Apparently these organizations have long forgotten what their jobs really are. To speak for their members and to care more about what is going on in their members’ classrooms and careers than to insert themselves into an ugly political storm surrounding complicated trial that should have nothing to do with the federal government. I will venture to say that the majority of the teachers that are in this union are not represented by the leaders.
Of course, AFT is no stranger to civil rights issues so it would make more sense for them to be involved in the Zimmerman verdict than not. In 1963, the AFT (unlike many other unions) actively supported the March on Washington for Jobs and Freedom organized by civil rights leaders, at which Dr. Martin Luther King, Jr. delivered his “I Have a Dream” speech. Busloads of AFT members came to the nation’s capital for the event.
They were also the first to demand equal pay and equal representation for African American teachers. This is all good. African American teachers deserve just as much as their Caucasian or other race colleagues.
They need to imagine that they are on the side of the people who believe that the law has spoken and we need to drop it. Continuing this discussion is only causing more harm to society and more division. How would they feel if those teachers who believe that were in the classroom preaching to children that racism was not an issue in this case? Some people fully believe that and I support them in their belief.
An intelligent person knows that racism exists. And it is important to talk about Martin Luther King Jr and it is important for children to learn that we need to respect each other regardless of color. However, urging the federal government to get involved coupled with teaching your brand of social justice, which is to not to just make us equal, but to elevate minorities, or anyone over another, is ridiculous.
Teaching children that our justice system is broken is not the way to go. They need to teach the children how our system works and they are smart enough to come to their own conclusions as to what cases are just and what cases may be lacking in justice. By teaching a child that Americas’ justice system is broken and not blind to color they are saying that perhaps the kids need to stand up and go with the teachers’ vision of a utopian society, and, hey, if it takes a couple revenge crimes on some white people, then that’s okay. Yes, that’s extreme, but I have no qualms with believing something like that could happen with the hatred I see around just the social networking sites, alone.
Social justice is just one of many topics that need to be taught at home. Yes, there are some negligent parents out there that will not teach this properly, but why take the “one size fits all” approach on this issue and teach it to all children, thereby assuming all parents are negligent?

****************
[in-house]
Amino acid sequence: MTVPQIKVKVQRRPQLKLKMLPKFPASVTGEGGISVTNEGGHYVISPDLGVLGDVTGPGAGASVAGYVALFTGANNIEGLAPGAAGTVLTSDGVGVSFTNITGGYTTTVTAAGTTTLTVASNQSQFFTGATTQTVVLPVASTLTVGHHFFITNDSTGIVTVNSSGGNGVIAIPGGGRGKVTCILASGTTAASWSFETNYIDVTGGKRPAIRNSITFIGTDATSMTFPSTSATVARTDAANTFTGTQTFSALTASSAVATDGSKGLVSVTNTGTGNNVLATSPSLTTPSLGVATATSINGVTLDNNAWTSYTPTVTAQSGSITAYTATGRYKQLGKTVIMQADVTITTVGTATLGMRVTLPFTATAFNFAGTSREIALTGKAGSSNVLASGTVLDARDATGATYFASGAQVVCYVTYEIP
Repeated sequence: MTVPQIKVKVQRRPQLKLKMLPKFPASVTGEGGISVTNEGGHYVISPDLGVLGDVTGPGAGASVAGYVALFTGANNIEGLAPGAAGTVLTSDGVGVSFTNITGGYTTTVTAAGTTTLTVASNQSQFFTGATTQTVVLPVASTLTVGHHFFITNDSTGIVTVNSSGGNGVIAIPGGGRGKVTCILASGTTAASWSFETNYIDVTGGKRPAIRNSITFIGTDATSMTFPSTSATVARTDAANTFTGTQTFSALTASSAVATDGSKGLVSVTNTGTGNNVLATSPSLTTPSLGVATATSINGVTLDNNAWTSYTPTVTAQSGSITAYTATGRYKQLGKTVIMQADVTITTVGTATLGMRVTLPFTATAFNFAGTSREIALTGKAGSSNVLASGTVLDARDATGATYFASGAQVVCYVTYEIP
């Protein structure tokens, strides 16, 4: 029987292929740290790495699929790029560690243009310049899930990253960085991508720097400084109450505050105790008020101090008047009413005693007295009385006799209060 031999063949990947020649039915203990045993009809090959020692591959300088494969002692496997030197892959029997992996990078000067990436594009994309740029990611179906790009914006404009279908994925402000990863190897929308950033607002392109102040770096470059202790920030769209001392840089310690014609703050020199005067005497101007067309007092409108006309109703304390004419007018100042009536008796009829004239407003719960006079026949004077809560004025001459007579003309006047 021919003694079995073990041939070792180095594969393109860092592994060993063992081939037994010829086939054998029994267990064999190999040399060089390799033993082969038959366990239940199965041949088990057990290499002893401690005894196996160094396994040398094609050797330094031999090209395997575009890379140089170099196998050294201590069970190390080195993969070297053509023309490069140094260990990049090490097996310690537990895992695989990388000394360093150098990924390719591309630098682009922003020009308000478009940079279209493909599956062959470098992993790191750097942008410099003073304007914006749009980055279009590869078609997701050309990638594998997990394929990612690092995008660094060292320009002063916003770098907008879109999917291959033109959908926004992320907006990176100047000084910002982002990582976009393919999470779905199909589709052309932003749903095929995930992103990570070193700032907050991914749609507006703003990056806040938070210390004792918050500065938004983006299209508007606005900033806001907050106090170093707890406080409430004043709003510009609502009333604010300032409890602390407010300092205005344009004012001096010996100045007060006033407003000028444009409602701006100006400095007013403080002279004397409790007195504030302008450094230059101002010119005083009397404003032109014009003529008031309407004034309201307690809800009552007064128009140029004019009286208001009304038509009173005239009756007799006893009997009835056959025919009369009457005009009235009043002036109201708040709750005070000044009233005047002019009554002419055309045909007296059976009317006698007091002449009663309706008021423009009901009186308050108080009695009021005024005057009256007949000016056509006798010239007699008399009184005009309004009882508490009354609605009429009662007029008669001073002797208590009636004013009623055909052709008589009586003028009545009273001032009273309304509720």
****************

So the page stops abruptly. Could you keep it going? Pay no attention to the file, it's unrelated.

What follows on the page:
Maybe this is the reason that the unions have not come out strongly against the Common Core. Perhaps “one size fits all” is exactly what they are hoping for?
They will then have a generation of social justice spewing, reverse racist drones that will ultimately create the very society they want. Discriminating against certain groups of people in their endeavor to end discrimination is okay, isn’t it? As long as they are discriminating against the right people, the people who don’t agree with their ideals, all’s fair.
Shaping a child’s vision to your specific idea when the other side isn’t presented and no moral discussion other than your morals are involved, that’s indoctrination.
No, it’s very disappointing to see that such powerful forces behind education would waste their time on something like the Zimmerman trial. There are much bigger fish to fry.
One of those fish being particularly ugly is the Common Core. The teachers who will fight the Common Core are the regular teachers in small towns and districts all over the country. The teachers who will fight the Common Core are the ones that know that social justice, if it has a place in the classroom at all, needs to take the very farthest back seat possible right now, so that we focus on what’s important.
I’m pretty sure social justice should go in the bowels of the school, near the left over tuna casserole that nobody ate for lunch.
The real teachers will stand. The ones that are concerned with the children in front of them, the ones they reach every day. Not this sensationalist case that continues to brew because the media will not let it die.